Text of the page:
The Newest Comedy-Horror Masterpiece: “What We Do in the Shadows”

Monster-mash together a Christopher Guest-style mockumentary on vampires and the comedic sensibilities of the Flight of the Concords crew and you get something like What We Do in the Shadows. Starring, written, and directed by Jermaine Clement and Taika Waititi, this film is capable of transitioning from deadpan hilarity to a genuinely creepy found-footage horror – and then back to ridiculous slapstick. So many films fail to establish a single tone, and somehow What We Do in the Shadows manages to nail them all.

The tone of this film is evident from the opening sequence, where Viago (Waititi) rises from his open coffin not in one smooth, iconic vampire motion, but with a small rest in the middle. He then checks the window to make sure it really is evening, and then introduces us to his flatmates, all of whom are vampires. There’s Vladislav (Clement), an 862 year-old master of hypnosis whose powers have waned following a bad encounter with another vampire affectionately known as, “The Beast”. Petyr is ten times older, completely mute, and resembles the horrifying Count Orlok from Nosferatu. Deacon is the youngest of the vampires at a spritely 183 years old, and has trouble keeping up with the dishes – his responsibility according to the chore wheel. One flatmate meeting later, wherein Viago and Deacon hover in the air and hiss at each other, and Deacon has resigned himself to the five-year pile of dishes. “This is bullshit”, he says, and the opening credits roll. This movie is already better than any comedy-horror from this millennium.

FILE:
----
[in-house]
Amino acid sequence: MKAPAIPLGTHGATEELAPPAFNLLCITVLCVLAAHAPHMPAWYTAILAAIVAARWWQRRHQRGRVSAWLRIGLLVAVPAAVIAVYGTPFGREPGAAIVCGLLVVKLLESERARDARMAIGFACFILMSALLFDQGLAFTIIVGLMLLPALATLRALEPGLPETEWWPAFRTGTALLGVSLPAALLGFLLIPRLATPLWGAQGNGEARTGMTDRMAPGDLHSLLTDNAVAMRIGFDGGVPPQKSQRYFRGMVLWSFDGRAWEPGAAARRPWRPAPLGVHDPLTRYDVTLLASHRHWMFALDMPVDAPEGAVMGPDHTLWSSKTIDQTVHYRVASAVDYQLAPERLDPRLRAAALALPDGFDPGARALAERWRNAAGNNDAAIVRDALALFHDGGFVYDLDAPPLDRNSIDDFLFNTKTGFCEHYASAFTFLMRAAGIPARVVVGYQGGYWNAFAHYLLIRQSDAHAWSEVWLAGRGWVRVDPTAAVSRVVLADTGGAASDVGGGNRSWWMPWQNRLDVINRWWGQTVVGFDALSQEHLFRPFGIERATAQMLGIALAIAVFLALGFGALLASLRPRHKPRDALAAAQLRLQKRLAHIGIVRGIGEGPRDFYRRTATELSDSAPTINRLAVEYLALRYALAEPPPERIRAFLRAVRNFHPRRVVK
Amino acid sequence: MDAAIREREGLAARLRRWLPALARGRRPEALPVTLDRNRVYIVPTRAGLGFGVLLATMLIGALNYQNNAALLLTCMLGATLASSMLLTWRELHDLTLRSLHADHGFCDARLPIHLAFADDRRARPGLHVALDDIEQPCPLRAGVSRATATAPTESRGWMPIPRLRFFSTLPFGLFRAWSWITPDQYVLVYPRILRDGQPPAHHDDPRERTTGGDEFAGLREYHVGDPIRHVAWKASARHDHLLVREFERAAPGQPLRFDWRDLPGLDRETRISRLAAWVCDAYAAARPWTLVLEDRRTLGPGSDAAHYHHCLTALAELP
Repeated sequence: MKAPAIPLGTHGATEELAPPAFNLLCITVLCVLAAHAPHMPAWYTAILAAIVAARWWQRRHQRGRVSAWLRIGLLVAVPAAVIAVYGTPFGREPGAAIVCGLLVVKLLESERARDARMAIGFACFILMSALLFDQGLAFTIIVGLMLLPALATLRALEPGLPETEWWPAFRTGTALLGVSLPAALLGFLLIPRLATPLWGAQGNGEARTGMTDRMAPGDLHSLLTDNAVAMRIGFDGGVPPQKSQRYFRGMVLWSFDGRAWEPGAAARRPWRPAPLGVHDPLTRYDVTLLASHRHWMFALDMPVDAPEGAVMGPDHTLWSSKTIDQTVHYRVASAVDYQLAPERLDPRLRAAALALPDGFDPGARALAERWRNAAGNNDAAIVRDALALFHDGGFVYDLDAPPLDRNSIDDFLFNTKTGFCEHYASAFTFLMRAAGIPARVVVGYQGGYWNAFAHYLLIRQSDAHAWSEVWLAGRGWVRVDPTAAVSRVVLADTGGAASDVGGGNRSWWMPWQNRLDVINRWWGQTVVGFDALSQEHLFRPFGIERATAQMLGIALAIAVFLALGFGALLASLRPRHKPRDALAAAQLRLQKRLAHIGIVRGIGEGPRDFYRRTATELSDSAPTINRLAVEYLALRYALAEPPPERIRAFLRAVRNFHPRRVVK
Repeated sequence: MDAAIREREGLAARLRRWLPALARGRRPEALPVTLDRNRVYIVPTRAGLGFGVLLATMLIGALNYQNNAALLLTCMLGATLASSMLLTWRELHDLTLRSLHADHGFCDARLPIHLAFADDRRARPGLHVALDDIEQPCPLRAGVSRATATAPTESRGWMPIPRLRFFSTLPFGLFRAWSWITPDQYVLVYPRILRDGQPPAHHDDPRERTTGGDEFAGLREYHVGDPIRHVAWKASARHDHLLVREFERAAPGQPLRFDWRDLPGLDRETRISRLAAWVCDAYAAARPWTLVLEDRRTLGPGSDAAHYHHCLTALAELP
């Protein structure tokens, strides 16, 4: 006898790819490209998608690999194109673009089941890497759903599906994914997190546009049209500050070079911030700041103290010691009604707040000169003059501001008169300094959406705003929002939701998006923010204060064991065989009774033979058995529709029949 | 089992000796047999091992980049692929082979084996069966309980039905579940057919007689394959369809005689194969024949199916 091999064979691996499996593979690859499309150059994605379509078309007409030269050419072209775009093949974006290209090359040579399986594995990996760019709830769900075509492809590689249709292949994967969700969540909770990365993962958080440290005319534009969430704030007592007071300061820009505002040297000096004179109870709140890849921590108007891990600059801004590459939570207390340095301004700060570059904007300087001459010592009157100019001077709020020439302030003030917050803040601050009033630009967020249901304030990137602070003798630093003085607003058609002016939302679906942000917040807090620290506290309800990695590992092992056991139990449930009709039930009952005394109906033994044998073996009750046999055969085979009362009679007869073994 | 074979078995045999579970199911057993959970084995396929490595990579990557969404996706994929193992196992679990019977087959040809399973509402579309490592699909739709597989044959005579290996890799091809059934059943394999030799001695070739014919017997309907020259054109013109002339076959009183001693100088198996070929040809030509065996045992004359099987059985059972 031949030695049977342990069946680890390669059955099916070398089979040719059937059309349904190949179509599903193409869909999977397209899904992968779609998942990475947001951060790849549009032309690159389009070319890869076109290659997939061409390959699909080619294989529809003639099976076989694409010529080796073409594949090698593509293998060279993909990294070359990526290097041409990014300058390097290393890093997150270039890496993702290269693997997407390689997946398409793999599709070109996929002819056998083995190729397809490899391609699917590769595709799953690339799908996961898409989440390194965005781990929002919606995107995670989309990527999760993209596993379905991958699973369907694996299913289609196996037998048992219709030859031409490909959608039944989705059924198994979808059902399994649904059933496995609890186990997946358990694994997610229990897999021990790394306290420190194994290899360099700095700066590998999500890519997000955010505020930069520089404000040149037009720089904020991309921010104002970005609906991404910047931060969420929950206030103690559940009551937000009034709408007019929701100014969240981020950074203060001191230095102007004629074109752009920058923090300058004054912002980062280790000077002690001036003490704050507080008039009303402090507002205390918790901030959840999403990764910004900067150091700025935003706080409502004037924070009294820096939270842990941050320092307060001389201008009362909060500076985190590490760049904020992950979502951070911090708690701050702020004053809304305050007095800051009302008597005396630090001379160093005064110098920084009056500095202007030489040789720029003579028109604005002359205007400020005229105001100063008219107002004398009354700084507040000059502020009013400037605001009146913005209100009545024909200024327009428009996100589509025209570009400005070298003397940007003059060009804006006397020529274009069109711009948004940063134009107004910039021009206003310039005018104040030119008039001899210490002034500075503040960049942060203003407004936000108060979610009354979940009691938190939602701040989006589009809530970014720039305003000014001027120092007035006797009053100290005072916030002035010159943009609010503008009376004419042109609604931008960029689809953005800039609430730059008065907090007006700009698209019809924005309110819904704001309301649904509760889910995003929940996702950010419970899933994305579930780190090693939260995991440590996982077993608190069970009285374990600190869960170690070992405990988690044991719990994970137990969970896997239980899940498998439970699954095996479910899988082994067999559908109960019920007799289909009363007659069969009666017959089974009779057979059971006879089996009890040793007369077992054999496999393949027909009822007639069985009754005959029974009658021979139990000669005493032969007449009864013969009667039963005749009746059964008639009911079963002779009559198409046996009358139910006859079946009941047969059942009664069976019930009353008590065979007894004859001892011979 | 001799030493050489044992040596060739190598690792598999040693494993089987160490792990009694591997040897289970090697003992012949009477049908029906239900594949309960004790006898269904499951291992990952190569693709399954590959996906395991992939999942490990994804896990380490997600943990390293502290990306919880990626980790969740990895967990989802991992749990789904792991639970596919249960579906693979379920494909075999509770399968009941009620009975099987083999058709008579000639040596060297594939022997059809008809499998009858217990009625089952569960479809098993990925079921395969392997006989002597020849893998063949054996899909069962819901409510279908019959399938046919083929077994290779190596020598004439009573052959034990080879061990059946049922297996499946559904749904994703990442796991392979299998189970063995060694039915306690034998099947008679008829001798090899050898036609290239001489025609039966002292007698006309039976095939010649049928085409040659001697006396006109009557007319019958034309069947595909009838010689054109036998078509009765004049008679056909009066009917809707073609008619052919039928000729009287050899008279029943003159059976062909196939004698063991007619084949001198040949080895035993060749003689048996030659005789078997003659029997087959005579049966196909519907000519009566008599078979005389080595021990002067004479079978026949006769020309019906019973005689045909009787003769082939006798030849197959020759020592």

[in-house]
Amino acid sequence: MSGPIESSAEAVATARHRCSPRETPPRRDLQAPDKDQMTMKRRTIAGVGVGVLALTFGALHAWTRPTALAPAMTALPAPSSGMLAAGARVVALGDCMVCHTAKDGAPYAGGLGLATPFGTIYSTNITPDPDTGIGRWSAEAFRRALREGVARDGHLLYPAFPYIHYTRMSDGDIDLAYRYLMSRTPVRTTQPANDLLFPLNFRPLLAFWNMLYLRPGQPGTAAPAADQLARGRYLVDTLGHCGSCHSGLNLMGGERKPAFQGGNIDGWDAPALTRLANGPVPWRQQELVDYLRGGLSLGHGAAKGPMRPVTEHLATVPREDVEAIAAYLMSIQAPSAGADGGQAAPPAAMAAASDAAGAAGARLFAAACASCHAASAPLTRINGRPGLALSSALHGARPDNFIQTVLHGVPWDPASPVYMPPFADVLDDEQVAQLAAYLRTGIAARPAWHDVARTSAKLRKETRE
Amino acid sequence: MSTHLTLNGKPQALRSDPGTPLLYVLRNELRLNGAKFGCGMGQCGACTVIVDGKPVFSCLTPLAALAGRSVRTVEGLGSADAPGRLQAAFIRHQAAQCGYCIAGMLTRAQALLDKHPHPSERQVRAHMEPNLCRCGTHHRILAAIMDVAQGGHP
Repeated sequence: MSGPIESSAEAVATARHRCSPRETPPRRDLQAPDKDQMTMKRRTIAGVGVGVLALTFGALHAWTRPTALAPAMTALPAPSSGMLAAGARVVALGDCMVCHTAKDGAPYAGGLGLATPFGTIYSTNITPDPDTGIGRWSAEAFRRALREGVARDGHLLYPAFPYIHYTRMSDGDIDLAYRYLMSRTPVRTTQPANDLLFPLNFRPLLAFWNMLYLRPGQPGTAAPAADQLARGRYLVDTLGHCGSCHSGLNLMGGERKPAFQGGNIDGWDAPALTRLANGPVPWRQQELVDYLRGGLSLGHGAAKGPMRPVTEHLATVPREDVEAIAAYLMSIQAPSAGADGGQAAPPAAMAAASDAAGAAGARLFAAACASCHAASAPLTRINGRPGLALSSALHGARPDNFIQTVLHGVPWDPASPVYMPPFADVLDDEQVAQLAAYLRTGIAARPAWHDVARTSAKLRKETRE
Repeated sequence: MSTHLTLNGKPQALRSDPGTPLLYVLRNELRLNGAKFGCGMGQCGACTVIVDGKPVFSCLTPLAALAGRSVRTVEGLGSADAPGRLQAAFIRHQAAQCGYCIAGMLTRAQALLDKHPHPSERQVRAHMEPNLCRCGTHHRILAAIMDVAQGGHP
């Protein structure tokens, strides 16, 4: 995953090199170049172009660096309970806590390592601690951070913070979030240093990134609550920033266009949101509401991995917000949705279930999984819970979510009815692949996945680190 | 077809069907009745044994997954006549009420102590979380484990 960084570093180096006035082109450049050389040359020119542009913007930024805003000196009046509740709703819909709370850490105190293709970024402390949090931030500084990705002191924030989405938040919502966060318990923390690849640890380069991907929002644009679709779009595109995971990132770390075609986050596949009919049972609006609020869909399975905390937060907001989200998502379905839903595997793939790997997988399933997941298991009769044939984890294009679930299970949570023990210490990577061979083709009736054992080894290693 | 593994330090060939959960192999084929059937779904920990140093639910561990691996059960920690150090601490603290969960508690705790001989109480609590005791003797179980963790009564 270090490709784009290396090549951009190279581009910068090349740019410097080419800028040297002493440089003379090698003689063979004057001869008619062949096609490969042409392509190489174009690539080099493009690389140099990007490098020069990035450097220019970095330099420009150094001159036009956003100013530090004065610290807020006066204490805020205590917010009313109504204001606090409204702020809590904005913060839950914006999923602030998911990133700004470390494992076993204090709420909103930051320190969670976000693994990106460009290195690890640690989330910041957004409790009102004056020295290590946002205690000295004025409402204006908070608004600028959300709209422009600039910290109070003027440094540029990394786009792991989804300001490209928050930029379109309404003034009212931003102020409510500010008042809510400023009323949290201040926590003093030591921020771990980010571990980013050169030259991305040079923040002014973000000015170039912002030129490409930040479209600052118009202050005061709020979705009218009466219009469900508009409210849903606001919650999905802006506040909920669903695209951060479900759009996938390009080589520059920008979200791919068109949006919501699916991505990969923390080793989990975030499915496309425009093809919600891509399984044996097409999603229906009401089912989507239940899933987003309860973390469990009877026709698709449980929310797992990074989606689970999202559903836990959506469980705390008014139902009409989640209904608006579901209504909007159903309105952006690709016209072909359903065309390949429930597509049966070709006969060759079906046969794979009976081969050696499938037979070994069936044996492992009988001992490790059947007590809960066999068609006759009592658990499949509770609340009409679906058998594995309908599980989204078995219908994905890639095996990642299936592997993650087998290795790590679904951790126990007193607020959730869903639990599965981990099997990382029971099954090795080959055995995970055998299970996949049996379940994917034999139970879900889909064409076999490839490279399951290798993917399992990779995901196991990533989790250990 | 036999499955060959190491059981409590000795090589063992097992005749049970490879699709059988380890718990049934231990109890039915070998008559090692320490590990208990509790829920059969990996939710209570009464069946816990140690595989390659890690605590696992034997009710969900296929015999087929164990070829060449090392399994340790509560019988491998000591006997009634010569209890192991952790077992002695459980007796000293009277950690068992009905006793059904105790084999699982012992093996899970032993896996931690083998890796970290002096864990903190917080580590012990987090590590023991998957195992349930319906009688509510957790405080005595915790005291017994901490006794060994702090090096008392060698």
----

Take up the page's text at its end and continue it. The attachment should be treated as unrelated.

As the camera crew captures the mates preparing for a night out, we learn about their uniquely vampiric struggles. Unable to see themselves in the mirror, they draw crude portraits of each other to provide feedback on attire. While attracting victims back to their flat, they run into problems getting into night clubs. Eventually, Viago does recruit a victim, but accidentally nicks the main neck artery during his feeding bite. As the blood spurts all over his white clothes and the woman gurgles and screams, he issues legitimate (though useless) apologies. “Sometimes you miss”, he confesses.

As funny as the slapstick gets, it has absolutely nothing on the genuine moments of interaction between the characters. They are clearly good friends, but like all friends have their differences. And, after spending decades together, those differences tend to magnify. As new people enter the lives of the flatmates, they have to adjust to new technology and reign in a younger, more fool-hardy vampire while simultaneously surviving encounters with the local werewolf pack led by alpha male Anton (Rhys Darby of Flight of the Concords fame). He runs a tight ship, keeping his buddies clean-mouthed (it’s “werewolf” not, “swearwolf”) and chained up during transformations to lessen the damage they will do.

What We Do in the Shadows is most certainly a product of the comedy style of Clement and Waititi, and it is hard to imagine anyone else creating a masterpiece of the horror-comedy genre with this tone. But, it is also just a perfectly-executed movie. The interviews and “candid” footage always serve the overall narrative, there are great plot twists, and the relationships between the characters feel natural and earned. Moreover, each character has a convincing arc, with even supporting characters feeling three-dimensional. All too often, the latest blockbuster fails to acquire any of these qualities with its hundred-million dollar budget. But here Clement and Waititi show that talent and creativity go further towards quality film-making than all the CGI face-makeup robots and dinosaur fights in the world. What We Do in the Shadows is another welcome reminder that quality need not be expensive nor flashy.

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